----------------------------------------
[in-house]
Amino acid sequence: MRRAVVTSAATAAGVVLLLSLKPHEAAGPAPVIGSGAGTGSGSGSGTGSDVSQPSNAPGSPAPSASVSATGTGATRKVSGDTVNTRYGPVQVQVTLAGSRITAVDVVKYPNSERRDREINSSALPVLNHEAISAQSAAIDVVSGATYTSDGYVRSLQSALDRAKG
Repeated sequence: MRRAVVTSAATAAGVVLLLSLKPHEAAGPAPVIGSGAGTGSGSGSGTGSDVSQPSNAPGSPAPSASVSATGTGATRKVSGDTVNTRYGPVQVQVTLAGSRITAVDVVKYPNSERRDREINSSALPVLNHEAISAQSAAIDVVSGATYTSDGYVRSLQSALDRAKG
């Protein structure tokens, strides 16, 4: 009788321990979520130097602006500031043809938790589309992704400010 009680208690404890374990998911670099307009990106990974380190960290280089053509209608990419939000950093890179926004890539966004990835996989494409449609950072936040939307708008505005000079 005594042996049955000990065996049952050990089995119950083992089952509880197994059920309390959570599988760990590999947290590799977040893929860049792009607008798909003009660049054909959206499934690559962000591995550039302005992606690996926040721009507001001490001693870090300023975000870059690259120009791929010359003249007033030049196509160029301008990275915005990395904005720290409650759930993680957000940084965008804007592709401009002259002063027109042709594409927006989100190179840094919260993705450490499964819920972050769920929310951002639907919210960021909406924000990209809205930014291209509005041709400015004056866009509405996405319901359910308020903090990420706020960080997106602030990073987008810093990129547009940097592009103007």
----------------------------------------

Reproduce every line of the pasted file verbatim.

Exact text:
[in-house]
Amino acid sequence: MRRAVVTSAATAAGVVLLLSLKPHEAAGPAPVIGSGAGTGSGSGSGTGSDVSQPSNAPGSPAPSASVSATGTGATRKVSGDTVNTRYGPVQVQVTLAGSRITAVDVVKYPNSERRDREINSSALPVLNHEAISAQSAAIDVVSGATYTSDGYVRSLQSALDRAKG
Repeated sequence: MRRAVVTSAATAAGVVLLLSLKPHEAAGPAPVIGSGAGTGSGSGSGTGSDVSQPSNAPGSPAPSASVSATGTGATRKVSGDTVNTRYGPVQVQVTLAGSRITAVDVVKYPNSERRDREINSSALPVLNHEAISAQSAAIDVVSGATYTSDGYVRSLQSALDRAKG
């Protein structure tokens, strides 16, 4: 009788321990979520130097602006500031043809938790589309992704400010 009680208690404890374990998911670099307009990106990974380190960290280089053509209608990419939000950093890179926004890539966004990835996989494409449609950072936040939307708008505005000079 005594042996049955000990065996049952050990089995119950083992089952509880197994059920309390959570599988760990590999947290590799977040893929860049792009607008798909003009660049054909959206499934690559962000591995550039302005992606690996926040721009507001001490001693870090300023975000870059690259120009791929010359003249007033030049196509160029301008990275915005990395904005720290409650759930993680957000940084965008804007592709401009002259002063027109042709594409927006989100190179840094919260993705450490499964819920972050769920929310951002639907919210960021909406924000990209809205930014291209509005041709400015004056866009509405996405319901359910308020903090990420706020960080997106602030990073987008810093990129547009940097592009103007």